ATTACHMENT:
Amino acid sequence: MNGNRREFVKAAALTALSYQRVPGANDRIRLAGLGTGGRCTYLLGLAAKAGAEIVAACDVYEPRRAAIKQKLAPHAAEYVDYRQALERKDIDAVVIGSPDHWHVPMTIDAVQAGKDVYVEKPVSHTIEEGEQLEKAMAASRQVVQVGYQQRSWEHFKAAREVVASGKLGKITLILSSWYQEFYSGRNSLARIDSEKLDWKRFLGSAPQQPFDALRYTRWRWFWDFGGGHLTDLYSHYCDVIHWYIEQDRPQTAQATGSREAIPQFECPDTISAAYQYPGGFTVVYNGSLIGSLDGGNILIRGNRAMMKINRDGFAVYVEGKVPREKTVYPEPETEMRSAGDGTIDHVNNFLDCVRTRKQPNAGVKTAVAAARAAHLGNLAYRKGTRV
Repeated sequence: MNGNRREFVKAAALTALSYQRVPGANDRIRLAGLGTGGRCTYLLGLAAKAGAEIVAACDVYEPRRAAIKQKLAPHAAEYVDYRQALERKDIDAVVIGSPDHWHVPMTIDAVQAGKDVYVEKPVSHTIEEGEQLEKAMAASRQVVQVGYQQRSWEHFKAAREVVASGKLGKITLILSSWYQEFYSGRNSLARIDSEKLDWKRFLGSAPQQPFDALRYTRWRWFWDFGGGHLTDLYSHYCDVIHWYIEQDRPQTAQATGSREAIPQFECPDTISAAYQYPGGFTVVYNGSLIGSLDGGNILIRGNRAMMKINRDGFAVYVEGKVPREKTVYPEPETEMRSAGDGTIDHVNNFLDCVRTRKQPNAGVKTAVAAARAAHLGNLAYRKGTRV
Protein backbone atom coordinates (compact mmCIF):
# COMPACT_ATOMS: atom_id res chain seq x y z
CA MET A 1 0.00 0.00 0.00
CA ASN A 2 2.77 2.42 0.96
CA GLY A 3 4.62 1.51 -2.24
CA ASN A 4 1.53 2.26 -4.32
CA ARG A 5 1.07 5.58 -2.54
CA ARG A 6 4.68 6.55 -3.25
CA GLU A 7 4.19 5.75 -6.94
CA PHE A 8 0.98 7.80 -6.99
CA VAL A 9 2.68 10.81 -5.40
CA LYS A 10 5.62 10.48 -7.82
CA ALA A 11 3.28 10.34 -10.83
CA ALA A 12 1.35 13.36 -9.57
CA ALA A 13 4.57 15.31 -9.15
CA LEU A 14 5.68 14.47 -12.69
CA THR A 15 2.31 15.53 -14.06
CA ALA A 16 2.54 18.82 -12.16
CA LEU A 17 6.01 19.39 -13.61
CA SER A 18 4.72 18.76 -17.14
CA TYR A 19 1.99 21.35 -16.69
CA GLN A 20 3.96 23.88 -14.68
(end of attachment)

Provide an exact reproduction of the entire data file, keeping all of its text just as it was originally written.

Amino acid sequence: MNGNRREFVKAAALTALSYQRVPGANDRIRLAGLGTGGRCTYLLGLAAKAGAEIVAACDVYEPRRAAIKQKLAPHAAEYVDYRQALERKDIDAVVIGSPDHWHVPMTIDAVQAGKDVYVEKPVSHTIEEGEQLEKAMAASRQVVQVGYQQRSWEHFKAAREVVASGKLGKITLILSSWYQEFYSGRNSLARIDSEKLDWKRFLGSAPQQPFDALRYTRWRWFWDFGGGHLTDLYSHYCDVIHWYIEQDRPQTAQATGSREAIPQFECPDTISAAYQYPGGFTVVYNGSLIGSLDGGNILIRGNRAMMKINRDGFAVYVEGKVPREKTVYPEPETEMRSAGDGTIDHVNNFLDCVRTRKQPNAGVKTAVAAARAAHLGNLAYRKGTRV
Repeated sequence: MNGNRREFVKAAALTALSYQRVPGANDRIRLAGLGTGGRCTYLLGLAAKAGAEIVAACDVYEPRRAAIKQKLAPHAAEYVDYRQALERKDIDAVVIGSPDHWHVPMTIDAVQAGKDVYVEKPVSHTIEEGEQLEKAMAASRQVVQVGYQQRSWEHFKAAREVVASGKLGKITLILSSWYQEFYSGRNSLARIDSEKLDWKRFLGSAPQQPFDALRYTRWRWFWDFGGGHLTDLYSHYCDVIHWYIEQDRPQTAQATGSREAIPQFECPDTISAAYQYPGGFTVVYNGSLIGSLDGGNILIRGNRAMMKINRDGFAVYVEGKVPREKTVYPEPETEMRSAGDGTIDHVNNFLDCVRTRKQPNAGVKTAVAAARAAHLGNLAYRKGTRV
Protein backbone atom coordinates (compact mmCIF):
# COMPACT_ATOMS: atom_id res chain seq x y z
CA MET A 1 0.00 0.00 0.00
CA ASN A 2 2.77 2.42 0.96
CA GLY A 3 4.62 1.51 -2.24
CA ASN A 4 1.53 2.26 -4.32
CA ARG A 5 1.07 5.58 -2.54
CA ARG A 6 4.68 6.55 -3.25
CA GLU A 7 4.19 5.75 -6.94
CA PHE A 8 0.98 7.80 -6.99
CA VAL A 9 2.68 10.81 -5.40
CA LYS A 10 5.62 10.48 -7.82
CA ALA A 11 3.28 10.34 -10.83
CA ALA A 12 1.35 13.36 -9.57
CA ALA A 13 4.57 15.31 -9.15
CA LEU A 14 5.68 14.47 -12.69
CA THR A 15 2.31 15.53 -14.06
CA ALA A 16 2.54 18.82 -12.16
CA LEU A 17 6.01 19.39 -13.61
CA SER A 18 4.72 18.76 -17.14
CA TYR A 19 1.99 21.35 -16.69
CA GLN A 20 3.96 23.88 -14.68